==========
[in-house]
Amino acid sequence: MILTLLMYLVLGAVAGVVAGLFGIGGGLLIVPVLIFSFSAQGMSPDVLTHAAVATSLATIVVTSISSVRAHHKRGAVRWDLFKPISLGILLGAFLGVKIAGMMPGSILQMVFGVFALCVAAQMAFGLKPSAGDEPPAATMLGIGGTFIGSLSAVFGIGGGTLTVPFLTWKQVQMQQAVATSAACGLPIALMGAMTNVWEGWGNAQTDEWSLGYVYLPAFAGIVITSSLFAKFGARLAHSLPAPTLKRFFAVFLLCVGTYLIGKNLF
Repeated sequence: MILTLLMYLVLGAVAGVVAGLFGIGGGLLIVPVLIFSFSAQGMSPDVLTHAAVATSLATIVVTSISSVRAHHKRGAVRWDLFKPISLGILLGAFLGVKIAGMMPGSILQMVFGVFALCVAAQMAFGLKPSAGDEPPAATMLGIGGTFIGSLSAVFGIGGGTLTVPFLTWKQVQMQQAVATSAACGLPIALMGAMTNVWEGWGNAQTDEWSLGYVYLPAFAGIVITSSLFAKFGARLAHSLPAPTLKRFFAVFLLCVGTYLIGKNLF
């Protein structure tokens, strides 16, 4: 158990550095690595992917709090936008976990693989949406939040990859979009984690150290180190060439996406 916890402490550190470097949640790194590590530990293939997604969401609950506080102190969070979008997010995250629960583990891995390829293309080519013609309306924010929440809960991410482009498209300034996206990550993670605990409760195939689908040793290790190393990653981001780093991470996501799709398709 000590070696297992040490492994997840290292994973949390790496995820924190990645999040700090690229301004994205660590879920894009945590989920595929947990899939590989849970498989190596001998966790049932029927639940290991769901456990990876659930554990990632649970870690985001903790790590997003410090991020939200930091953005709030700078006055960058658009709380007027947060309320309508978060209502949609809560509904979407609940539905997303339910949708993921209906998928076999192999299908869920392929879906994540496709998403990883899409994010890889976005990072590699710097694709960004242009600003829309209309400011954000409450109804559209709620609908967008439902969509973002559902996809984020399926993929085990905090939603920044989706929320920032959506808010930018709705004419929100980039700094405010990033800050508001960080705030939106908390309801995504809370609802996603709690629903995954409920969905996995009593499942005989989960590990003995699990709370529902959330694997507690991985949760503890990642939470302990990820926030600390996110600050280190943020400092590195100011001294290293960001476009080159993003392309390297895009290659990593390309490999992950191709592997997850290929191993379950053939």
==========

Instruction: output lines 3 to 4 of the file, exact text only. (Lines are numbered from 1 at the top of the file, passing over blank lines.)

Repeated sequence: MILTLLMYLVLGAVAGVVAGLFGIGGGLLIVPVLIFSFSAQGMSPDVLTHAAVATSLATIVVTSISSVRAHHKRGAVRWDLFKPISLGILLGAFLGVKIAGMMPGSILQMVFGVFALCVAAQMAFGLKPSAGDEPPAATMLGIGGTFIGSLSAVFGIGGGTLTVPFLTWKQVQMQQAVATSAACGLPIALMGAMTNVWEGWGNAQTDEWSLGYVYLPAFAGIVITSSLFAKFGARLAHSLPAPTLKRFFAVFLLCVGTYLIGKNLF
């Protein structure tokens, strides 16, 4: 158990550095690595992917709090936008976990693989949406939040990859979009984690150290180190060439996406 916890402490550190470097949640790194590590530990293939997604969401609950506080102190969070979008997010995250629960583990891995390829293309080519013609309306924010929440809960991410482009498209300034996206990550993670605990409760195939689908040793290790190393990653981001780093991470996501799709398709 000590070696297992040490492994997840290292994973949390790496995820924190990645999040700090690229301004994205660590879920894009945590989920595929947990899939590989849970498989190596001998966790049932029927639940290991769901456990990876659930554990990632649970870690985001903790790590997003410090991020939200930091953005709030700078006055960058658009709380007027947060309320309508978060209502949609809560509904979407609940539905997303339910949708993921209906998928076999192999299908869920392929879906994540496709998403990883899409994010890889976005990072590699710097694709960004242009600003829309209309400011954000409450109804559209709620609908967008439902969509973002559902996809984020399926993929085990905090939603920044989706929320920032959506808010930018709705004419929100980039700094405010990033800050508001960080705030939106908390309801995504809370609802996603709690629903995954409920969905996995009593499942005989989960590990003995699990709370529902959330694997507690991985949760503890990642939470302990990820926030600390996110600050280190943020400092590195100011001294290293960001476009080159993003392309390297895009290659990593390309490999992950191709592997997850290929191993379950053939």